For thousands of years, humans have lived together in cities. The concept of urban entities predates recorded history. The role of cities in everyday life has changed throughout human history. This evolution has never appeared more evident than now. With the majority of the world’s population living in cities, they have taken a new prominence in the study of geography. Cities serve as cultural and economic hubs from which new ideas and businesses diffuse. Their control reaches far beyond the immediately surrounding areas. Some large cities, such as New York and London, are referred to as world cities because of the extensive control they possess over the world economy (Getis et al., 2014). Despite the prominence of cities and urban culture, few take the time to understand the evolution of cities, the various types of them, the urban hierarchy, and theories critical to understanding them. In an Introduction to Geography, authors Arthur Getis, Mark Bjelland, and Victoria Getis educate readers on the basics of urban geography including their development, types, hierarchy, and a theory central to understanding them.
For cities to develop, farmers had to produce enough food to sustain those who switched from rural agriculture to more urban pursuits (Getis et al, 2014). Once a city had been developed, the surrounding agricultural area, called hinterland, produced crops not only for subsistence, but also enough for commercial sale to the developing city (Getis et al.). Coinciding with agricultural advancements, cities required the development of social structure (Getis et al). A large conglomeration of people required some sort of social order; generally, a place of worship or market provided the basis for a developing city (Getis et a...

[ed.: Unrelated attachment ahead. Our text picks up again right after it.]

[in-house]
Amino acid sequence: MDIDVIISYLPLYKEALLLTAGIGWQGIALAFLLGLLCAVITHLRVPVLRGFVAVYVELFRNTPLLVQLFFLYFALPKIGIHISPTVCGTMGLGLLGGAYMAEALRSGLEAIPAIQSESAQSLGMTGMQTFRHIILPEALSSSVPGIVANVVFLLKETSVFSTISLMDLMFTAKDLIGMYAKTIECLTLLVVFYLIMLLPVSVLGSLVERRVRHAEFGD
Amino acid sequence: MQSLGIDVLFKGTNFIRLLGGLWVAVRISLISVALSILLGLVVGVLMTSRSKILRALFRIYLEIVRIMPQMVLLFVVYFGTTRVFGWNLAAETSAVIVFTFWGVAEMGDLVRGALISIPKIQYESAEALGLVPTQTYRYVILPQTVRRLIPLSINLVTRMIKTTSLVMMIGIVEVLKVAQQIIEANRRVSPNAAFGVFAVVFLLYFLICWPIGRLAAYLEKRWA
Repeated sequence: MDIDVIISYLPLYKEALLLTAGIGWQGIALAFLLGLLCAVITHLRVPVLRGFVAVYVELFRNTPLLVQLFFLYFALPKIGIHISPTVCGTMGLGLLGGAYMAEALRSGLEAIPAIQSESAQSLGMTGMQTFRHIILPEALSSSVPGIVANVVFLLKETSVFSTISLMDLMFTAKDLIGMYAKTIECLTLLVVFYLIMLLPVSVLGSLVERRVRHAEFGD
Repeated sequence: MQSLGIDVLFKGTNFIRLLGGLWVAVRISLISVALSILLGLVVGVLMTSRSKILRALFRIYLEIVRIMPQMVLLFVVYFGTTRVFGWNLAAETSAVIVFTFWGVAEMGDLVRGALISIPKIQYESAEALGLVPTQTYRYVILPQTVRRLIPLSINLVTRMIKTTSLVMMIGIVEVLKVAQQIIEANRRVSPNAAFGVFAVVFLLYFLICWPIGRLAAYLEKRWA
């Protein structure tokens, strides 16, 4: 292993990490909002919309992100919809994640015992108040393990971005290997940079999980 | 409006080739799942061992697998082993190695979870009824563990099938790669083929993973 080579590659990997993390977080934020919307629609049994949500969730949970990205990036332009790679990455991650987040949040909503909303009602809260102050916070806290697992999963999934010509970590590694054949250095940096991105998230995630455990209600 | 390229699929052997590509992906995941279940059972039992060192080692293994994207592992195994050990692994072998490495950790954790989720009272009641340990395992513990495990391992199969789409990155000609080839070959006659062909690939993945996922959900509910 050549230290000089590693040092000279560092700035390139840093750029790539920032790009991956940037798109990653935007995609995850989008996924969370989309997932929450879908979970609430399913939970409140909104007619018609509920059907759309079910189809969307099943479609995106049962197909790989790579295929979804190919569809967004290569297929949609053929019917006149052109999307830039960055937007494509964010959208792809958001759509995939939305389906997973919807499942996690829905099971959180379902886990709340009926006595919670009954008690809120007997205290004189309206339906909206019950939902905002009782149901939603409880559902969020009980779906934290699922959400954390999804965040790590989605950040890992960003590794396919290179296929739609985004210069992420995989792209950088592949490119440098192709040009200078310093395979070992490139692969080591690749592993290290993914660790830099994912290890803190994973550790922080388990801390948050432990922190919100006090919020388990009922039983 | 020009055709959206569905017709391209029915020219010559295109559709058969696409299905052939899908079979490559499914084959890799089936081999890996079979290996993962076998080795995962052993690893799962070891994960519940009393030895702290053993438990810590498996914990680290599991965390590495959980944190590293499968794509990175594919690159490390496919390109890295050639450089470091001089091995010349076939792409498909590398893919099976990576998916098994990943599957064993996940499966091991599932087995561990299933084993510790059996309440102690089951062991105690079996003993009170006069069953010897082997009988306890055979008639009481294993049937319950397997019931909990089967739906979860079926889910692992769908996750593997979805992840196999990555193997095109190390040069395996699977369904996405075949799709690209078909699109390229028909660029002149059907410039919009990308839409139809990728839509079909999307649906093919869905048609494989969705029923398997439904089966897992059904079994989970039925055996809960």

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... on each other for their functioning (Getis et al.). Removing one of these entites requires adaptations to be made throughout the entire system (Getis et al.). This theory also holds that similar sized towns are generally located equal distances from each other (Getis et al.).
Cities, at least in some capacity, play a vital role in the lives of the majority of the world’s 7 billion people. Understanding them and their development allows for a more appropriate appreciation of these essential entities. In an Introduction to Geography, authors Arthur Getis, Mark Bjelland, and Victoria Getis educate readers on the basics of urban geography, including the development of cities, types, hierarchy, and a theory central to understanding them. With the majority of the world’s population living in cities, there has never been a more important time than now to understand them.
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